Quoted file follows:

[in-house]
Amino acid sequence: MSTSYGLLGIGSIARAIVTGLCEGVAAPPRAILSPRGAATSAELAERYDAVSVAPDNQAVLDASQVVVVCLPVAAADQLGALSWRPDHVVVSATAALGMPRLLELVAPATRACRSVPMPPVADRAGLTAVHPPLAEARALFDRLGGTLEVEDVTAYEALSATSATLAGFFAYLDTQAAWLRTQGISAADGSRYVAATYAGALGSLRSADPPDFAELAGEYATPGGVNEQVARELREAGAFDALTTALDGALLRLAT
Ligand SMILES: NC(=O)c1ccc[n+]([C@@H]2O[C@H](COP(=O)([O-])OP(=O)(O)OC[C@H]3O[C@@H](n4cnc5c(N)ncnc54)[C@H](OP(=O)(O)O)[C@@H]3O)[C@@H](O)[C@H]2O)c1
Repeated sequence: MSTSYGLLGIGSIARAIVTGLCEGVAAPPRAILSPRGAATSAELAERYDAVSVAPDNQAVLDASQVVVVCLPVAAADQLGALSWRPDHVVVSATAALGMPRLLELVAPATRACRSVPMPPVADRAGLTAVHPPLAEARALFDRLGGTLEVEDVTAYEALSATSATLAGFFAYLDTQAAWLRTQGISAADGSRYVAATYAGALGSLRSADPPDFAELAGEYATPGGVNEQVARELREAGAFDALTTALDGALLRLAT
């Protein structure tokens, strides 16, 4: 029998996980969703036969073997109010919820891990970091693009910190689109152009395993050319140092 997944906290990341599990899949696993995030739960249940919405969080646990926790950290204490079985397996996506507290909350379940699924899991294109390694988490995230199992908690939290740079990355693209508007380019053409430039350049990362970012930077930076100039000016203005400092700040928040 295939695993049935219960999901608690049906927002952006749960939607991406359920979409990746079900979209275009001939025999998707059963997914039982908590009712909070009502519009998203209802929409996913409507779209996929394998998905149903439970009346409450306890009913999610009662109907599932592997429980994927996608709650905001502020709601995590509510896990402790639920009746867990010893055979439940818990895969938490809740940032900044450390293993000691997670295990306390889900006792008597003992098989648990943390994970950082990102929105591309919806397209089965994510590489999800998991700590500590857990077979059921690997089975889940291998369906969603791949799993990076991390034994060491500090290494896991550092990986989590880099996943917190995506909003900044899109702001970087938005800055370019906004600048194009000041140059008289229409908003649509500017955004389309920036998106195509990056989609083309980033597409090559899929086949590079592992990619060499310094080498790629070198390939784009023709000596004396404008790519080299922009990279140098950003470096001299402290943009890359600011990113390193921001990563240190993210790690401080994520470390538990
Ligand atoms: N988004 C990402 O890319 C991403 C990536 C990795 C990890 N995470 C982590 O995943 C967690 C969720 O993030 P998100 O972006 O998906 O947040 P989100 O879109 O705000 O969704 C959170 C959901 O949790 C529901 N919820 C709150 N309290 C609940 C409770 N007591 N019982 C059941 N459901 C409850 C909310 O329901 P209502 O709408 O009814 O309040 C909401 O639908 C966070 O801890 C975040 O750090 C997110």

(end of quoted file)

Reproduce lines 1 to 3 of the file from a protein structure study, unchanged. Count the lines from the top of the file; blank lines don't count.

[in-house]
Amino acid sequence: MSTSYGLLGIGSIARAIVTGLCEGVAAPPRAILSPRGAATSAELAERYDAVSVAPDNQAVLDASQVVVVCLPVAAADQLGALSWRPDHVVVSATAALGMPRLLELVAPATRACRSVPMPPVADRAGLTAVHPPLAEARALFDRLGGTLEVEDVTAYEALSATSATLAGFFAYLDTQAAWLRTQGISAADGSRYVAATYAGALGSLRSADPPDFAELAGEYATPGGVNEQVARELREAGAFDALTTALDGALLRLAT
Ligand SMILES: NC(=O)c1ccc[n+]([C@@H]2O[C@H](COP(=O)([O-])OP(=O)(O)OC[C@H]3O[C@@H](n4cnc5c(N)ncnc54)[C@H](OP(=O)(O)O)[C@@H]3O)[C@@H](O)[C@H]2O)c1